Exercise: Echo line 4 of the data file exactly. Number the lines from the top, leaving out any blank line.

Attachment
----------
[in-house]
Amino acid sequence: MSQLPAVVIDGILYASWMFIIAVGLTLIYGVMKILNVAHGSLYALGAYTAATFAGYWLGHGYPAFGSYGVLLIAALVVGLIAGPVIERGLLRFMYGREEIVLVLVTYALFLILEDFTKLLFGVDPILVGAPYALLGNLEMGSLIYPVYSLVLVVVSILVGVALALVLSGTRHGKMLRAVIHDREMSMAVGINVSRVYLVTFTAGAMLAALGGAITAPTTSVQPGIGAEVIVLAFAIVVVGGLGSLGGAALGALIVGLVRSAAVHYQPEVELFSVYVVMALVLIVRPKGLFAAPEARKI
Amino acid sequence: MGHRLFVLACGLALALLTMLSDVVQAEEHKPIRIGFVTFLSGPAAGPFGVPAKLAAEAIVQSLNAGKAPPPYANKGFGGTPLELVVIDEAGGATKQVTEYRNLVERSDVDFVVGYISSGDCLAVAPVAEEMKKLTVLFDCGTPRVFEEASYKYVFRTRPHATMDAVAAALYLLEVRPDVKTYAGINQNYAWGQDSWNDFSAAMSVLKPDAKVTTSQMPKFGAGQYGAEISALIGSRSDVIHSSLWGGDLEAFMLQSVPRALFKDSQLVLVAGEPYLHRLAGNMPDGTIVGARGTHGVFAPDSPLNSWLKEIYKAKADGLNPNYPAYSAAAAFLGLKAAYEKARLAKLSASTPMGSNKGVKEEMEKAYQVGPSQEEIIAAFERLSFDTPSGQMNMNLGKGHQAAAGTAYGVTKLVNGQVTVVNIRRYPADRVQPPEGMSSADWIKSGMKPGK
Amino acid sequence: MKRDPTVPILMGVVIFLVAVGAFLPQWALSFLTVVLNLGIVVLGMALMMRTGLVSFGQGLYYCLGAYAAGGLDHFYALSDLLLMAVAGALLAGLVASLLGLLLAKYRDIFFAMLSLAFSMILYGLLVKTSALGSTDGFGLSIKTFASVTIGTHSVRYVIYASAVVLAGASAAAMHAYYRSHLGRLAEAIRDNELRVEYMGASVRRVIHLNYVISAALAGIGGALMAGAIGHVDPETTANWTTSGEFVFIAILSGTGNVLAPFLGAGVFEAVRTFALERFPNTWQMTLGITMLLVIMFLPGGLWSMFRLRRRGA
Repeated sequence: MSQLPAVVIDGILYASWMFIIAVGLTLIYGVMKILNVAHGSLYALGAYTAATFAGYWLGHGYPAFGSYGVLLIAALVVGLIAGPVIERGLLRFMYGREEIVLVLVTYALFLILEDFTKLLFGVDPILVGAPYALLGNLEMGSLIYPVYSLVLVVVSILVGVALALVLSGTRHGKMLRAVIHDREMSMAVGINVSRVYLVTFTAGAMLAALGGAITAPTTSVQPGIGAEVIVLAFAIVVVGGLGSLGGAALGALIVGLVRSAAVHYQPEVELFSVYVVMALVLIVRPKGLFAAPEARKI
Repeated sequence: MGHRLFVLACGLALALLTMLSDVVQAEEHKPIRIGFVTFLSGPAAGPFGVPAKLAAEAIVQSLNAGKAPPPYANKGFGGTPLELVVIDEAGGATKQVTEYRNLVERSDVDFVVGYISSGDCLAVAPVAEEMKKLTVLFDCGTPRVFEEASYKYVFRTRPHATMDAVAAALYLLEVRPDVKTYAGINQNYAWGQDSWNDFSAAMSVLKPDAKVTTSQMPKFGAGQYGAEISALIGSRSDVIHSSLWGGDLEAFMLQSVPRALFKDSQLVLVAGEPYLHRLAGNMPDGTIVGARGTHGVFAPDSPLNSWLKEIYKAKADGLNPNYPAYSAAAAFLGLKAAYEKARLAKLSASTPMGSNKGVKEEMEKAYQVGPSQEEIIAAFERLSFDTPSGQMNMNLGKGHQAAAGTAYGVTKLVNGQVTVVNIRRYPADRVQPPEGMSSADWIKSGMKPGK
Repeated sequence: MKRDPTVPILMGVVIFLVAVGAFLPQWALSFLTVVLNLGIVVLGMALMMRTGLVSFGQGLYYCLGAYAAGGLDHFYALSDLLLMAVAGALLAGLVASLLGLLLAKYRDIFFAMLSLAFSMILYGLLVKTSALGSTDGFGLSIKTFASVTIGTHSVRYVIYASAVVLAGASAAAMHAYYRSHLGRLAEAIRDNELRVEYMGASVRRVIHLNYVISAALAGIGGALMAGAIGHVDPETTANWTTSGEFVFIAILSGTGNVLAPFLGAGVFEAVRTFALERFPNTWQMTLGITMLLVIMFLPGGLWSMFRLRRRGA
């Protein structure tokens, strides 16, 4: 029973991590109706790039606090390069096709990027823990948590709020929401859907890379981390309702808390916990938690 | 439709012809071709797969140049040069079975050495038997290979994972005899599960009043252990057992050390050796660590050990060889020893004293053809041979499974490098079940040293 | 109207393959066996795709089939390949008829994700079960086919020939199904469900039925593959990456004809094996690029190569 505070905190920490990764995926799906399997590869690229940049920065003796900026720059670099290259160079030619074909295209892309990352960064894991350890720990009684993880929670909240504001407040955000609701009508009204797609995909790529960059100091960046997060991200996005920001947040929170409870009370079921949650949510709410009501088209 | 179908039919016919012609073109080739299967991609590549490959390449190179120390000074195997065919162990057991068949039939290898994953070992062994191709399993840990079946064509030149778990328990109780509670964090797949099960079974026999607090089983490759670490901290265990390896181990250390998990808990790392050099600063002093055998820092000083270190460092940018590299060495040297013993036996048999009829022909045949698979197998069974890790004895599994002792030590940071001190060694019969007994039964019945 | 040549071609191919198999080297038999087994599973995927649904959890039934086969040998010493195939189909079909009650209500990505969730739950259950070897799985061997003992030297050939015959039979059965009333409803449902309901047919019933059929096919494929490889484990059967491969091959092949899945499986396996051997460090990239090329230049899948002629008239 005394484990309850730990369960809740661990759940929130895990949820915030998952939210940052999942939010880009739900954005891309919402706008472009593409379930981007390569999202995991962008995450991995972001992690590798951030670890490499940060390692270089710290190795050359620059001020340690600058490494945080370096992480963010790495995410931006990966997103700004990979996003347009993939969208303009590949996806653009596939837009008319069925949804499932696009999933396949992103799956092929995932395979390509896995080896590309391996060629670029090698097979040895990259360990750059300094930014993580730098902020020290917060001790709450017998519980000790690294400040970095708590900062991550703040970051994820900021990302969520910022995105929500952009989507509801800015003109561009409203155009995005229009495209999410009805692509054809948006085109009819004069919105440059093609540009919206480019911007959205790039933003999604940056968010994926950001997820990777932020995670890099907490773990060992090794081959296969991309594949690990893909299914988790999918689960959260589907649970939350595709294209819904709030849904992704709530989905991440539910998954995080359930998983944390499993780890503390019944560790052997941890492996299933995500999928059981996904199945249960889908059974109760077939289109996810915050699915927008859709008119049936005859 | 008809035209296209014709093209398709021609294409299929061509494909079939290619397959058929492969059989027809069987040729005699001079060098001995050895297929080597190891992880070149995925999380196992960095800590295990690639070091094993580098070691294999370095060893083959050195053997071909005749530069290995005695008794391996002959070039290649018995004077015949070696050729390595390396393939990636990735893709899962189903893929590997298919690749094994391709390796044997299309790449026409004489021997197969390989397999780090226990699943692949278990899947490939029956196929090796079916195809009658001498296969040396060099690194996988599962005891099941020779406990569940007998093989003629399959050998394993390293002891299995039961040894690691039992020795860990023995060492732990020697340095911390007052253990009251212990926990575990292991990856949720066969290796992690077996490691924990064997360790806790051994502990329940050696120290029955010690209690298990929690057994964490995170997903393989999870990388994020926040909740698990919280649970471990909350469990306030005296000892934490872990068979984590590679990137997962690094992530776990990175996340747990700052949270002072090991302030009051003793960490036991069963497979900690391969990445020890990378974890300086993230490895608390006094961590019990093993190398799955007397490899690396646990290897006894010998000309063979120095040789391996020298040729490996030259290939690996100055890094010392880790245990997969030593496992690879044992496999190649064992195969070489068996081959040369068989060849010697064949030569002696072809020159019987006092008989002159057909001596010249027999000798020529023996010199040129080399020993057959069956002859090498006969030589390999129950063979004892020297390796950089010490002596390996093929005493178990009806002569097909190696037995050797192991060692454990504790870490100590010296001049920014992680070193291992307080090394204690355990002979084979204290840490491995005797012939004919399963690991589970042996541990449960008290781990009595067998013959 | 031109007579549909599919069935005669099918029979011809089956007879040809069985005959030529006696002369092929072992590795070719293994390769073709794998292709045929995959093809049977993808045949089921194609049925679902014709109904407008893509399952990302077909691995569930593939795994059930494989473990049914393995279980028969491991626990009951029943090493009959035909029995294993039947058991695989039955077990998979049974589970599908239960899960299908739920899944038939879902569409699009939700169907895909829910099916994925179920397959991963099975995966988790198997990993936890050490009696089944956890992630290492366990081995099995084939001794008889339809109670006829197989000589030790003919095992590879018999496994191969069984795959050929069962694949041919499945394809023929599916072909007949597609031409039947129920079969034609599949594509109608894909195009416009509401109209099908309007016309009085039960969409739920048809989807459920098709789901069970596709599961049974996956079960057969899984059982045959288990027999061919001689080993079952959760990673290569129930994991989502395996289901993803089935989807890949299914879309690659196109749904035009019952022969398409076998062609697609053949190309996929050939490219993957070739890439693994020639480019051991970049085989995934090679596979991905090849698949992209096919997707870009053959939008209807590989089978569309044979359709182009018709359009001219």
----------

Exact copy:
Amino acid sequence: MKRDPTVPILMGVVIFLVAVGAFLPQWALSFLTVVLNLGIVVLGMALMMRTGLVSFGQGLYYCLGAYAAGGLDHFYALSDLLLMAVAGALLAGLVASLLGLLLAKYRDIFFAMLSLAFSMILYGLLVKTSALGSTDGFGLSIKTFASVTIGTHSVRYVIYASAVVLAGASAAAMHAYYRSHLGRLAEAIRDNELRVEYMGASVRRVIHLNYVISAALAGIGGALMAGAIGHVDPETTANWTTSGEFVFIAILSGTGNVLAPFLGAGVFEAVRTFALERFPNTWQMTLGITMLLVIMFLPGGLWSMFRLRRRGA